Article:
February 1st, 2010

Colin

"to be in and out of college"

Hi,
I'm French and I'm working on a text for my english class in which there's a phrase I can't manage to translate. I think I get the meaning but I'd like to be sure. I can't find it in my dictionnary, nor on the Internet.

It says : "Sam, the son of a high school principal in a small city, was in and out of college"
Does it mean that Sam skips classes? Is it something casual to say? Could I say "he's in and out of highschool" or does the phrase only apply to college?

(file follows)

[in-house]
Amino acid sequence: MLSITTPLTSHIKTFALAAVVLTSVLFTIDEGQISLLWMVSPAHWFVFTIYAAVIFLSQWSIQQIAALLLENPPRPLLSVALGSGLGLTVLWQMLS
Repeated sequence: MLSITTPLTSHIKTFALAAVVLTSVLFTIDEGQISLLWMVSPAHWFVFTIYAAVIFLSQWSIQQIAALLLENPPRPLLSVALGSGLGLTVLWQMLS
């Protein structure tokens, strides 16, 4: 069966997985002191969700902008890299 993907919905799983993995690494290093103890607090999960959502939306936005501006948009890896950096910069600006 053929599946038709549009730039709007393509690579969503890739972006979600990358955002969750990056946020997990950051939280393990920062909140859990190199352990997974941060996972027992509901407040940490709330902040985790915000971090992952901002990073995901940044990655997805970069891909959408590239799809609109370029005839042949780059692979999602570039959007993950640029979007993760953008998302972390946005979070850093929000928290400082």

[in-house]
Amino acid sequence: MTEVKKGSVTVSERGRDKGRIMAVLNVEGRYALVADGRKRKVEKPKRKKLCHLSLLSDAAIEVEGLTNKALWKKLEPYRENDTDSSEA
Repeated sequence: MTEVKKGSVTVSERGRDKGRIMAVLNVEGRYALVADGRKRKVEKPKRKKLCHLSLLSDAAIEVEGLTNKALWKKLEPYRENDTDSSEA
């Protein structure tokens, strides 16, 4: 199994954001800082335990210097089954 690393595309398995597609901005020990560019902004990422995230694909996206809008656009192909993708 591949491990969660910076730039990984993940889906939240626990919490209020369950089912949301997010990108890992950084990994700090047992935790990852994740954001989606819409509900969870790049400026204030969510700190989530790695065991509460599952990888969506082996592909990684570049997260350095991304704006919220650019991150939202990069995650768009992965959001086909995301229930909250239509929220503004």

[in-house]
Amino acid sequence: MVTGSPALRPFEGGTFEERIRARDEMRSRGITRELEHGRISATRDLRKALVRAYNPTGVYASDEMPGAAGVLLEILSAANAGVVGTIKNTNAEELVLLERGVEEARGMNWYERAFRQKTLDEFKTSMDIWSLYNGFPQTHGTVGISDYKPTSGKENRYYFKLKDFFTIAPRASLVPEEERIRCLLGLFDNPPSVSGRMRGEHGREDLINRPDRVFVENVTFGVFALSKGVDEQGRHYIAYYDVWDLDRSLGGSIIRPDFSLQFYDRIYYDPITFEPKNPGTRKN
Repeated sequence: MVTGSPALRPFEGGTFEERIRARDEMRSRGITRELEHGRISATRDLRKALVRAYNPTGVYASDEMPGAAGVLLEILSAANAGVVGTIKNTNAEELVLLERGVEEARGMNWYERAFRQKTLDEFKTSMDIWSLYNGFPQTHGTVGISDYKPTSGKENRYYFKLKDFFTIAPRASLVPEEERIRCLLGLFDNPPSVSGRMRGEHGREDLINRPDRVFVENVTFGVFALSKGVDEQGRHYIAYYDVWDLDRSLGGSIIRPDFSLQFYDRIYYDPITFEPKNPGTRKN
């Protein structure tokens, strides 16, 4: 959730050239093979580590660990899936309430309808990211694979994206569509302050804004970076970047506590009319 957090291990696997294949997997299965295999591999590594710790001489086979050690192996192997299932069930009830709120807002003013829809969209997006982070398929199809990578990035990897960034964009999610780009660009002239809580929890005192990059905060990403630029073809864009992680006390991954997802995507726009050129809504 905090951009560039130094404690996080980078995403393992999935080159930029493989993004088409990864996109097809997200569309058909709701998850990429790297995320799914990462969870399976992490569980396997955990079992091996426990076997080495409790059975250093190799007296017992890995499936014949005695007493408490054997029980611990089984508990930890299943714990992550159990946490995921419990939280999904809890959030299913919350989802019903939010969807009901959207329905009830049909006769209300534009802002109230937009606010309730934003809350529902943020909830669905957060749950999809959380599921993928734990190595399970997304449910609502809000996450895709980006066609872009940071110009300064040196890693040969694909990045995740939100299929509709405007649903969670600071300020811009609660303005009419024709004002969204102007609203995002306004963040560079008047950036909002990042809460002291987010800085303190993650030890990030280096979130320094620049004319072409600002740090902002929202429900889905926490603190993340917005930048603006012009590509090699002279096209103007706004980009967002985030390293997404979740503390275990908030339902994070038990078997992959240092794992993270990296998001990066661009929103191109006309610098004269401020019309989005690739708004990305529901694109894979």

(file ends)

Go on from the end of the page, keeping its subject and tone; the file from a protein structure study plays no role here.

If you speak French, could I simply translate it by "Sam séchait beaucoup les cours" or does the phrase convey something more?

Thanks for your answers! :)
ianto smile

titles of respect

I'm looking for ways to say "yes, sir" and "no, sir" and things like that in various other languages. Essentially what I'm looking for is a title or form of address that functions similarly to "sir/ma'am" in English. I realize that in a lot of other languages that respect is demonstrated by the use of the formal "you" or verb forms, but what I'd ideally like is something that I could substitute for "sir" in an English sentence. (If the translation is more accurately "Master" or "My Lord" or "Boss" or something, that's fine)